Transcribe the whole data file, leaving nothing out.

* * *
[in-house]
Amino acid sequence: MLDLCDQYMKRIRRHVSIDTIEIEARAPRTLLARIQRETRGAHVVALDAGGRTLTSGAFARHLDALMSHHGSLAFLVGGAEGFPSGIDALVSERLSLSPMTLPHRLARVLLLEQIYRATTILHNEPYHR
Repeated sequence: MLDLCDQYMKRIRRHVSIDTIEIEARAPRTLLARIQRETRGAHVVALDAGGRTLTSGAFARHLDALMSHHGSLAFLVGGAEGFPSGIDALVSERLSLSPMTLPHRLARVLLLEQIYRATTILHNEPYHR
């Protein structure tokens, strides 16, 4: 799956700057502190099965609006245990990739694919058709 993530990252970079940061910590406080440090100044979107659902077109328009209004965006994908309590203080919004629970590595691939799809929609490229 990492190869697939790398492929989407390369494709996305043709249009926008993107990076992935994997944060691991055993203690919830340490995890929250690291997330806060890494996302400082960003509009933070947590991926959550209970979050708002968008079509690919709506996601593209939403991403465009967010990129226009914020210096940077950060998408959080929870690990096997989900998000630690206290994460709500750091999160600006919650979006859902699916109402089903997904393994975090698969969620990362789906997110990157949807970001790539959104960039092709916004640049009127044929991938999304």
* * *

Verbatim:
[in-house]
Amino acid sequence: MLDLCDQYMKRIRRHVSIDTIEIEARAPRTLLARIQRETRGAHVVALDAGGRTLTSGAFARHLDALMSHHGSLAFLVGGAEGFPSGIDALVSERLSLSPMTLPHRLARVLLLEQIYRATTILHNEPYHR
Repeated sequence: MLDLCDQYMKRIRRHVSIDTIEIEARAPRTLLARIQRETRGAHVVALDAGGRTLTSGAFARHLDALMSHHGSLAFLVGGAEGFPSGIDALVSERLSLSPMTLPHRLARVLLLEQIYRATTILHNEPYHR
């Protein structure tokens, strides 16, 4: 799956700057502190099965609006245990990739694919058709 993530990252970079940061910590406080440090100044979107659902077109328009209004965006994908309590203080919004629970590595691939799809929609490229 990492190869697939790398492929989407390369494709996305043709249009926008993107990076992935994997944060691991055993203690919830340490995890929250690291997330806060890494996302400082960003509009933070947590991926959550209970979050708002968008079509690919709506996601593209939403991403465009967010990129226009914020210096940077950060998408959080929870690990096997989900998000630690206290994460709500750091999160600006919650979006859902699916109402089903997904393994975090698969969620990362789906997110990157949807970001790539959104960039092709916004640049009127044929991938999304």